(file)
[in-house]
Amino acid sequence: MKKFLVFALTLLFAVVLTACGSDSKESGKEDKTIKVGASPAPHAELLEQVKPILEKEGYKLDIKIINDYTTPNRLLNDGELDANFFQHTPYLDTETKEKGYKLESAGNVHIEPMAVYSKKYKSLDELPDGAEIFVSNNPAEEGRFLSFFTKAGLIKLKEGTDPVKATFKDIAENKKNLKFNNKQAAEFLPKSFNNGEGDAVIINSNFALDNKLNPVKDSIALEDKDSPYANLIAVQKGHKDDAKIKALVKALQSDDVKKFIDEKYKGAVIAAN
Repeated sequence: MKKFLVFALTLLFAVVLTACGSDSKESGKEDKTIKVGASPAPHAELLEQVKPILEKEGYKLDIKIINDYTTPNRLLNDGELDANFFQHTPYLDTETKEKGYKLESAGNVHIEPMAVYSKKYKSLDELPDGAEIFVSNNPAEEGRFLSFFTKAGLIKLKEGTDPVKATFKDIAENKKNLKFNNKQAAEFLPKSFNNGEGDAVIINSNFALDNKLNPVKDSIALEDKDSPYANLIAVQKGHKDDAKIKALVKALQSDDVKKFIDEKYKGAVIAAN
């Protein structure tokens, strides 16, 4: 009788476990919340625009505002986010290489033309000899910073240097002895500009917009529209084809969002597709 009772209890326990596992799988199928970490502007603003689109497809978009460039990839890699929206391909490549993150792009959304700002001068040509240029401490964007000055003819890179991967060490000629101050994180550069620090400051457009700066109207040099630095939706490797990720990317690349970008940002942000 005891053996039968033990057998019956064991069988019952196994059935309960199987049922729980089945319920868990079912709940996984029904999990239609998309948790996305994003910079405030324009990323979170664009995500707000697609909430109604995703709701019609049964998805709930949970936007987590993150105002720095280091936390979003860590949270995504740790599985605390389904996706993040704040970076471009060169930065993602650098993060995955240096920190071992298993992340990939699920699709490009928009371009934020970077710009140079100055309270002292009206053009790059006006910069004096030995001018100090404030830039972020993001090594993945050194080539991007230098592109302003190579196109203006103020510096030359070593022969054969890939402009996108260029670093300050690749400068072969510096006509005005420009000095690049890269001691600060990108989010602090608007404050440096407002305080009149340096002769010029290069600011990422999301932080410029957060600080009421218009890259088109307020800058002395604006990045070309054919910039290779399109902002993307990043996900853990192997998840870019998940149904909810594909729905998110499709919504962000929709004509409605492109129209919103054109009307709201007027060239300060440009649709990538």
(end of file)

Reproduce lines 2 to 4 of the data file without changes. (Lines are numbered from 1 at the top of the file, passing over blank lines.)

Amino acid sequence: MKKFLVFALTLLFAVVLTACGSDSKESGKEDKTIKVGASPAPHAELLEQVKPILEKEGYKLDIKIINDYTTPNRLLNDGELDANFFQHTPYLDTETKEKGYKLESAGNVHIEPMAVYSKKYKSLDELPDGAEIFVSNNPAEEGRFLSFFTKAGLIKLKEGTDPVKATFKDIAENKKNLKFNNKQAAEFLPKSFNNGEGDAVIINSNFALDNKLNPVKDSIALEDKDSPYANLIAVQKGHKDDAKIKALVKALQSDDVKKFIDEKYKGAVIAAN
Repeated sequence: MKKFLVFALTLLFAVVLTACGSDSKESGKEDKTIKVGASPAPHAELLEQVKPILEKEGYKLDIKIINDYTTPNRLLNDGELDANFFQHTPYLDTETKEKGYKLESAGNVHIEPMAVYSKKYKSLDELPDGAEIFVSNNPAEEGRFLSFFTKAGLIKLKEGTDPVKATFKDIAENKKNLKFNNKQAAEFLPKSFNNGEGDAVIINSNFALDNKLNPVKDSIALEDKDSPYANLIAVQKGHKDDAKIKALVKALQSDDVKKFIDEKYKGAVIAAN
């Protein structure tokens, strides 16, 4: 009788476990919340625009505002986010290489033309000899910073240097002895500009917009529209084809969002597709 009772209890326990596992799988199928970490502007603003689109497809978009460039990839890699929206391909490549993150792009959304700002001068040509240029401490964007000055003819890179991967060490000629101050994180550069620090400051457009700066109207040099630095939706490797990720990317690349970008940002942000 005891053996039968033990057998019956064991069988019952196994059935309960199987049922729980089945319920868990079912709940996984029904999990239609998309948790996305994003910079405030324009990323979170664009995500707000697609909430109604995703709701019609049964998805709930949970936007987590993150105002720095280091936390979003860590949270995504740790599985605390389904996706993040704040970076471009060169930065993602650098993060995955240096920190071992298993992340990939699920699709490009928009371009934020970077710009140079100055309270002292009206053009790059006006910069004096030995001018100090404030830039972020993001090594993945050194080539991007230098592109302003190579196109203006103020510096030359070593022969054969890939402009996108260029670093300050690749400068072969510096006509005005420009000095690049890269001691600060990108989010602090608007404050440096407002305080009149340096002769010029290069600011990422999301932080410029957060600080009421218009890259088109307020800058002395604006990045070309054919910039290779399109902002993307990043996900853990192997998840870019998940149904909810594909729905998110499709919504962000929709004509409605492109129209919103054109009307709201007027060239300060440009649709990538």